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How to Treat a Rebellious Israel
How to Treat a Rebellious Israel
John Piper

John Piper

Are American pastors dismissive of Arab Christians in Israel? Should Christians treat the Israeli-Palestinian dispute differently than other conflicts? As pastor of Bethlehem Baptist Church in Minneapolis, John Piper has been addressing these contentious questions for years. After he began informally discussing them with David Brickner, executive director of Jews for Jesus, we invited them to share some of their discussion with our readers. We continue today with Piper's response to Brickner's question, "Do Jews have a divine right to the Promised Land?"  and will continue tomorrow with Brickner's response.

Dear David,

Thank you for taking this happy initiative. I am eager to discuss Israel and the Promised Land with you. I love Jews for Jesus. Your leadership, and Moishe Rosen's before you, have been for me a cause for continual thanksgiving. "To the Jew first, and also to the Greek" (Rom. 1:16) has never ceased to carry weight with me. I pray we will never lose Paul's passion in Romans 10:1: "My heart's desire and prayer to God for them is that they may be saved."

We both agree that the way God chose to bring all the nations under the sway of King Jesus is astonishing. After sketching it, Paul praised God, "How unsearchable are his judgments and how inscrutable his ways!" (Rom. 11:33).

  • First, God chose Israel. "The Lord your God has chosen you to be a people for his treasured possession, out of all the peoples who are on the face of the earth" (Deut. 7:6).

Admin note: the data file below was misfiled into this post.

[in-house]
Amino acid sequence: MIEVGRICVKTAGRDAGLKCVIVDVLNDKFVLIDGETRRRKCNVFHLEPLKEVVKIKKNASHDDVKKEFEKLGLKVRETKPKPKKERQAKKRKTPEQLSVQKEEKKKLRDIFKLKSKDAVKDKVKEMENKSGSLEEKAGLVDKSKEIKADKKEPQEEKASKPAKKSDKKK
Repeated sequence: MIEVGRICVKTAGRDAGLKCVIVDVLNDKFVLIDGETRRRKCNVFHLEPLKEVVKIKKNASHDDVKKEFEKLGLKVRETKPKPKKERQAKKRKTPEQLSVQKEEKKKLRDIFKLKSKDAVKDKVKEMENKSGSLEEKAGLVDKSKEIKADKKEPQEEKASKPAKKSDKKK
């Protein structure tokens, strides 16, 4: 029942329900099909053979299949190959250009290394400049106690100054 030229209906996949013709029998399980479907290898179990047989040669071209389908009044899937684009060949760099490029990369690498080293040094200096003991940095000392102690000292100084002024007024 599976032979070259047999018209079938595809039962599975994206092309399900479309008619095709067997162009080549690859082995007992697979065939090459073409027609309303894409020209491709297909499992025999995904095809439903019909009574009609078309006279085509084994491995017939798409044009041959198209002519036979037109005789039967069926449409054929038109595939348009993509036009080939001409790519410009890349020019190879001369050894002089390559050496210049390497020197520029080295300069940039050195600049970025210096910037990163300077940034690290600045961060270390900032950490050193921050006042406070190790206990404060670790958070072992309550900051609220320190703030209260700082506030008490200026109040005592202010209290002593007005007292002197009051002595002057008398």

• Then, for 2,000 years, he focused his saving work mainly on Israel, "allowing all the nations to walk in their own ways" (Acts 14:16).
  • Then he sent Jesus, the Messiah, to Israel, knowing they would crucify him, so that the Gentiles might "receive mercy because of their [Israel's] disobedience" (Rom. 11:30).
  • And then, lest we Gentiles think we are the end of the story, Paul told us that Israel "has now been disobedient in order that by the mercy shown to you [Gentiles] they [Israel] also may now receive mercy" (Rom. 11:31).
  • And the point of it all? To show that "from him and through him and to him are all things. To him be glory forever. Amen" (Rom. 11:36).

What was Paul's response to this flabbergasting way of saving the world? Unsearchable! Inscrutable! "Who has known the mind of the Lord, or who has been his counselor?" (Rom. 11:34).

So, you are right. I believe God has a future for ethnic Israel. And we agree this is not because there are two tracks to glory or two different covenants of grace. Rather, corporate Israel will be saved in the end because she will be grafted back into the same covenant tree with all of us wild olive branches (Rom. 11:16–24). Both Jews and Gentiles become heirs of the promise of Abraham in the same way: "If you are Christ's, then you are Abraham's offspring, heirs according to promise" (Gal. 3:29).

So I am persuaded with J. C. Ryle that Israel, as a people, will someday be converted to the Messiah and saved:

They are kept separate that they may finally be saved, converted and restored to their own land. They are reserved and preserved, in order that God may show in them as on a platform, to angels and men, how greatly he hates sin, and yet how greatly he can forgive, and how greatly he can convert. Never will that be realized as it will in that day when "all Israel shall be saved." (Are You Ready for the End of Time? pp. 137–138)

Moreover, I also believe the promise of the Land to this redeemed ethnic Israel is both conditional and irrevocable. Irrevocable means they will finally have it as a special dwelling place when the Deliverer comes from Zion and banishes ungodliness from Jacob (Rom. 11:26).

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How to Treat a Rebellious Israel